"I basically started Radar because I didn’t want to work at any other magazine," said Maer Roshan, the editor of the recently folded magazine. "And after six years, all of it came down to this."
Mr. Roshan was surveying his party, the night before Halloween, which had become a kind of Night of the Living Dead for journalism. "PRINT IS DEAD! LONG LIVE RADAR!" read the invitation, which was retooled after a recent development at the magazine.
Six days before his staff had been given a couple of hours to pack everything at their desks into collapsible white boxes and shove out, after the sudden declaration from his sponsors that the magazine was officially kaput, his staffers, many of whom have been fixtures in the young journalism scene in New York for years now, mingled with their media friends at the bar, Citrine, in Chelsea; not yet officially opened, the walk-up spot, which looks a bit like a Hell’s Kitchen gay bar, has already held parties for Edgar Bronfman Jr.’s daughter and Heatherette seamstress Richie Rich.
Mr. Roshan’s was a glossy magazine, so there were loads of stylists and photographers around, too, and Shannen Doherty, the magazine’s last cover star, who added a weird gallowsy punch line to the invite list.
"When I started Radar, I kept thinking about Jann Wenner, Hugh Heffner and Gloria Steinem and a time when you could actually say, ‘I want to start a magazine!’ And do it," he said. "That’s what always compelled me. I felt like we could be like that."
Instead, this. Free drinks at Citrine, unemployed.
Free for a time from the immediate postmortems, Mr. Roshan was able to take a more general picture of the Manhattan media universe.
"People are much less willing to gamble on ideas," he said. "Those magazines worked because those were visions that people struggled for. All of that has been rounded down by bureaucrats that come up with things like Men’s Vogue."
And after all, the bureaucrats aren’t doing much better. Earlier that day, Men’s Vogue was scaled back from a monthly to a twice-a-year affair. Only so many watches you can sell against fey photo spreads of men in outfits.
The chill even radiated from the gainfully employed.
"I’ve actually been looking into worst-case-scenario ideas, like being a waiter at Oscar at the Waldorf because I know they’re really old there," said Michael Musto, veteran columnist of The Village Voice. "But I’ve been told those are union positions, so you can’t just break into that! I guess I’ll be stuck working in an elevator. I don’t have any skills." But you know what they say about working in an elevator …
Gabriel Snyder, the new managing editor of Gawker (and a former writer of the Off the Record column at this newspaper), may have taken the last available media job in Manhattan. He was telling us a story about how these sort of crashes have happened before. Remember the dot-com crash? It happened to inside.com. And when they were laid off they were talking about the new jobs they were getting–and David Carr and Kurt Andersen were there!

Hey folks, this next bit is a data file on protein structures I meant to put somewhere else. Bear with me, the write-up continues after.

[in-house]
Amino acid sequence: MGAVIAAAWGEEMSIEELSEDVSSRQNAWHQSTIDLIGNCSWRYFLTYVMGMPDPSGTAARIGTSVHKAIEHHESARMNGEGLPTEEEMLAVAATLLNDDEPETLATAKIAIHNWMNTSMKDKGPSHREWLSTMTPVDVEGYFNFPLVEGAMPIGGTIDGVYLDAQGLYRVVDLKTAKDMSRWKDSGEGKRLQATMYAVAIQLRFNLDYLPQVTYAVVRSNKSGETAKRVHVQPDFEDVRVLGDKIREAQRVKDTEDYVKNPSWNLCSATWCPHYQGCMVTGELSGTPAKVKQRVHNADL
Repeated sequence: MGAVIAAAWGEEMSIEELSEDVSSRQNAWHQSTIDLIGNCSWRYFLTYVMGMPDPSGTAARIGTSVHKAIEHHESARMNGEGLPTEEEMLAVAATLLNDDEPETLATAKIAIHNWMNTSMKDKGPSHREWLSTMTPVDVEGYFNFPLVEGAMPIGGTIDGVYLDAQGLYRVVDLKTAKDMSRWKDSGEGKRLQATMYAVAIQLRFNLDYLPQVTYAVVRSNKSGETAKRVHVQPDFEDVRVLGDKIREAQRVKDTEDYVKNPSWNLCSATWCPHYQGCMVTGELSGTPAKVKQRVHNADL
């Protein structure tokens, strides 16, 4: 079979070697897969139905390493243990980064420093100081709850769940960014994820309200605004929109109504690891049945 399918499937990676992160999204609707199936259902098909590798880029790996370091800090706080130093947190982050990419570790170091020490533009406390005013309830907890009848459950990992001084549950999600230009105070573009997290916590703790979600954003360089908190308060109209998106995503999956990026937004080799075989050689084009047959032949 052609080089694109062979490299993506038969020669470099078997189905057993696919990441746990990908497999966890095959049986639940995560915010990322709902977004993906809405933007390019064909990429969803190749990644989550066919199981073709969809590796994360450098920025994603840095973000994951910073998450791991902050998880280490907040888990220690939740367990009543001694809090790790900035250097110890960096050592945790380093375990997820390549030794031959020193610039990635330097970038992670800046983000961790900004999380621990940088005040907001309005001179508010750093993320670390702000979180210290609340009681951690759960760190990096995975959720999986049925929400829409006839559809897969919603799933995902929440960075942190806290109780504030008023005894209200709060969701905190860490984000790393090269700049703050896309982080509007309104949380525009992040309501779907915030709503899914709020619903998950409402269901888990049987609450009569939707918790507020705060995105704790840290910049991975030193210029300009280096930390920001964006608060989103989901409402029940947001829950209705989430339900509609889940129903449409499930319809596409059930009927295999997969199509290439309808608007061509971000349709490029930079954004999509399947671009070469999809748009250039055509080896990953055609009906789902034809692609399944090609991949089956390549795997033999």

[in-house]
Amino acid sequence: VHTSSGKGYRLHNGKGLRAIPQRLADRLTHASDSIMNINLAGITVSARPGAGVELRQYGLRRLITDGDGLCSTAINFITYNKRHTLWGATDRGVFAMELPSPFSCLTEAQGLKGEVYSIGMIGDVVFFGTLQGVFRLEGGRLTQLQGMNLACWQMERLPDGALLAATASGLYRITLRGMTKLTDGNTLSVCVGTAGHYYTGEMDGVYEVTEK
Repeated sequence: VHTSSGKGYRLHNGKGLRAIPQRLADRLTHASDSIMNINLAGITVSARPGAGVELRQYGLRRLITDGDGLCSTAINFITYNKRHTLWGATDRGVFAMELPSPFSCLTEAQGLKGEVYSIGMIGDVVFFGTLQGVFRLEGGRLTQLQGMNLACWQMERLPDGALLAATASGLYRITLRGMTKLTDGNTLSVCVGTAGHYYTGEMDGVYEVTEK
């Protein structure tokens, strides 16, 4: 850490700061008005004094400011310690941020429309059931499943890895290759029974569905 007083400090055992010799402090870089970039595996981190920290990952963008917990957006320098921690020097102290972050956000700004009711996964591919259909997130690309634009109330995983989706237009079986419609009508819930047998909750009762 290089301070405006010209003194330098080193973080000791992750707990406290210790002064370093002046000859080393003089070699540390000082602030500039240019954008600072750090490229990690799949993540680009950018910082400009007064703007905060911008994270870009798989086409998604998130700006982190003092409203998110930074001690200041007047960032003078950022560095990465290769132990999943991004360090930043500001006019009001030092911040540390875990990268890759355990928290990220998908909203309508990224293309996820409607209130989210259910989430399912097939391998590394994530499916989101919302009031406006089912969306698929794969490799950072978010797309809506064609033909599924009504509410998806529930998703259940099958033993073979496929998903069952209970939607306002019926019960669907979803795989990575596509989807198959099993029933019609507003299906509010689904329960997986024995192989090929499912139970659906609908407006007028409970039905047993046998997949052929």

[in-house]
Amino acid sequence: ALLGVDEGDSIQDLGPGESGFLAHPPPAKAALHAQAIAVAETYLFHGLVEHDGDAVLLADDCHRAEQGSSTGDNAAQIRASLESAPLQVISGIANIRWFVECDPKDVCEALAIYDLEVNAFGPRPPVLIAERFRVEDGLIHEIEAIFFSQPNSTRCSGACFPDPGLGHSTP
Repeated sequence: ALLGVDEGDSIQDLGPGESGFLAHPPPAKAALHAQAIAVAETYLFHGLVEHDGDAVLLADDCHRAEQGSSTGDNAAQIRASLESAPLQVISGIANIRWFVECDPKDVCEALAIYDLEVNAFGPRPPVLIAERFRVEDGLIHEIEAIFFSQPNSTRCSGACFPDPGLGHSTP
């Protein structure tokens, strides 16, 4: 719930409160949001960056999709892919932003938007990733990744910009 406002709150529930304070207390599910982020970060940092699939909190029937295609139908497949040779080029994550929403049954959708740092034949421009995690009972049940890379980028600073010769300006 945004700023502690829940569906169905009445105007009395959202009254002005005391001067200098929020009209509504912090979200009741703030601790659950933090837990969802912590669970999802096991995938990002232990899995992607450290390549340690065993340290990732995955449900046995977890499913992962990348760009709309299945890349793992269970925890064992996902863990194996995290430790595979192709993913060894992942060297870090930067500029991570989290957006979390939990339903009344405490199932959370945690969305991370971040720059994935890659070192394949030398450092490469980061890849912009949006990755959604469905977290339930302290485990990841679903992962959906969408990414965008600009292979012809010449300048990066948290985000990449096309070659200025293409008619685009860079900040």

"Everyone was talking about what their passion was," he said. "’I want to get a job at a fashion company!’ Or ‘I want to go to cooking school!’ A lot of them did get jobs. But a lot of them …"
That’s part of the morbid appeal of a party like this—not just to a still-working observer but to everyone, like Graduation Day. Where will we all be five years from now?
Neel Shah, a Radar reporter until a week ago, is one guy we happen to know has not been short on job offers lately. But not even he was sounding very optimistic.
"A friend of mine is an editorial assistant at a magazine," he said. "He’s going to go into grad school in visual arts or photography."
Is there no hope left in our line of work?
"You probably can go into the PR world," he said.
Of course the other big news out of Oct. 30 was that at Portfolio, the Condé Nast business glossy, 20 percent of the budget was being cut, and much of the Web staff would be laid off. We found Jeff Bercovici, writer of the Mixed Media blog on portfolio.com, who has missed much of the on-the-ground action this week due to a bout of jury duty. He hasn’t been fired, but it was unclear whether he was safe.
"If I were breaking in now, I would learn how to shoot and edit video," he said. He’s one of those people with a charming story about falling into his journalism career by accident. A classic tale. That’s how all the old greats did it. But it’s rare now. There’s journalism school. And the inexplicable desirability of this line of work among Ivy Leaguers, which, if you think about it, is a fairly recent development.
"You can’t fall on your ass backwards and get into journalism anymore," he said. The question of the night, though, was whether you can fall on your ass backwards and get out.
Ben Widdicombe, former gossip columnist for the Daily News, and currently an editor at large at Star, is spending less time writing and lots of time on TV. What a medium!
"New York is one of the tough cities," he said. "The strong survive, and the weak move to Pittsburgh."
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